• T: Arrives with a waxy-soft < sharp citrusy fruitiness, the tropical fruits fusty & festering and certainly sweet < sour.
  • F: Little travel, little finish. Dry chalky fruit-sour, herbal-dry [“fennel”, says Fergus] finish, a touch bitter.
  • C: Good whisky, but a disappointment given some reasonable expectations. Who wants to travel through the decades to finish up with the lesser drams of the night? Even our host mentions it. A good example of old ain’t always best.

Scores 84 points


Let’s hope we finish strongly.

Highland Park 1968 SMD Whiskies of Scotland 40.1% [50cl] WB91.67[3]

No doubt, the majority of this tasting’s budget went towards this one. It’s not often I get to try whisky from the 1960s, let alone Highland Park. In fact, only once before: a 1968 Duncan Taylor single cask #5643 [WB92.60]. Fergus reminds us that Highland Park notoriously loses strength very quickly as it ages and tells us this is presented at natural cask strength. No mystery as to why they [Duncan Taylor] bottled this now.

  • N: We’re not far from the 1970 Glenlivet on the nose, the fruits thoroughly stewed and cask-amalgamated – we are talking of [English country garden] orchard and tropical fruitiness – as well as a leather heathery honey light syrup & light hairspray note. We’ve plenty of dried fruits too, very consolidated vanilla, then almost dried sugary-sour berries. I’m guessing we’ve some sherry cask-action here, old school sherry casks, of course. Underside, we’ve some dirty mineral oily industrial undertones and a lively fungal note, and yet despite the ageing, we’ve clean spirit hanging on at 40.1%.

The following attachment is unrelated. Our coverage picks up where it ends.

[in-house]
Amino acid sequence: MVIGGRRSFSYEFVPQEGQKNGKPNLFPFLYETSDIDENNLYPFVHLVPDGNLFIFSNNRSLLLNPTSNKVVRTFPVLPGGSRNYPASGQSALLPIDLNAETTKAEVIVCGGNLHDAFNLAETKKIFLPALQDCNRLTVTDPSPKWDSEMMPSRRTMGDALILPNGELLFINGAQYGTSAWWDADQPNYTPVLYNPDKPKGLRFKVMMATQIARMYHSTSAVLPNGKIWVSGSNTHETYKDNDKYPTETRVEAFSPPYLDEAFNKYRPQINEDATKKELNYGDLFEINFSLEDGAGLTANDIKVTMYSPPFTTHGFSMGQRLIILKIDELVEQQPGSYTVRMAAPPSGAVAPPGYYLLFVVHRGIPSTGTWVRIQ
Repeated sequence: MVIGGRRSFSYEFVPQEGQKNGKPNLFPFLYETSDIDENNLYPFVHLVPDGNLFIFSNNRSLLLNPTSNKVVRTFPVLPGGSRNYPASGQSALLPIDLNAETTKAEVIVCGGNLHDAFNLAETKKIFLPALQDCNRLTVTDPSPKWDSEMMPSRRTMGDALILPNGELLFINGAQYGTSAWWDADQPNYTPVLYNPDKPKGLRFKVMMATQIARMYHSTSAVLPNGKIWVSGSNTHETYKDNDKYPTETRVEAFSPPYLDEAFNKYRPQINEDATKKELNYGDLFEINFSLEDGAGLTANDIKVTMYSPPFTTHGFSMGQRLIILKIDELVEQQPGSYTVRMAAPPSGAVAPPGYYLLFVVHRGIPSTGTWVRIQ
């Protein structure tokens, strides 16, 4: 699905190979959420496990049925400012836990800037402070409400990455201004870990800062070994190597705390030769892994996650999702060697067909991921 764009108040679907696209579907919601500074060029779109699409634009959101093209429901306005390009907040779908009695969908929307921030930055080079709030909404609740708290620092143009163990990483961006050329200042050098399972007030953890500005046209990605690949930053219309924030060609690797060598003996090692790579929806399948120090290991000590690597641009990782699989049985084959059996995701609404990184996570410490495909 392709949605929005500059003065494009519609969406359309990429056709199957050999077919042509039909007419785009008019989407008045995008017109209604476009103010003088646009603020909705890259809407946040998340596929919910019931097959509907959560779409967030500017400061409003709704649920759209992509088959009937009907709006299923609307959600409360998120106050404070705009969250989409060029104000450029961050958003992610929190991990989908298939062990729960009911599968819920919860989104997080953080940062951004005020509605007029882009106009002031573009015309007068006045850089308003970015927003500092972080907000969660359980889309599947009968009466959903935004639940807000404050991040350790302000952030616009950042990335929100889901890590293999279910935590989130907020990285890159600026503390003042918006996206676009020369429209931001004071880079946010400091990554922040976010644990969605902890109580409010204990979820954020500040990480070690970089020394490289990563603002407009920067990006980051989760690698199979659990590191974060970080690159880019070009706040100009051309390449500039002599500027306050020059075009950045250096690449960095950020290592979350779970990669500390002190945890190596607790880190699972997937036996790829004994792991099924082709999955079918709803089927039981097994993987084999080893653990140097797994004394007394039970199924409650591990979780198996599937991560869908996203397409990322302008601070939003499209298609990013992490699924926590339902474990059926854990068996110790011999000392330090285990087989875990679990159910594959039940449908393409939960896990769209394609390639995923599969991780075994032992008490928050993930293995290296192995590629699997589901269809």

• T: Similar to the nose, and after a swift fruit punch arrival, it soft-fades with an apple & pear [and dry tropical stuff] fruity fungal chalkiness,…
  • F: ,… into sour dry-fruit wood-creamy tobacco-ey dark toffee slightly sooty remnants and after-suggestions of many fellow distant relatives from the spirits tree – calvados, schnapps,,…  
  • C: For some, no better [perhaps] than any other dram here tonight, yet it is special in ways that only the years can bring.

Score 88 points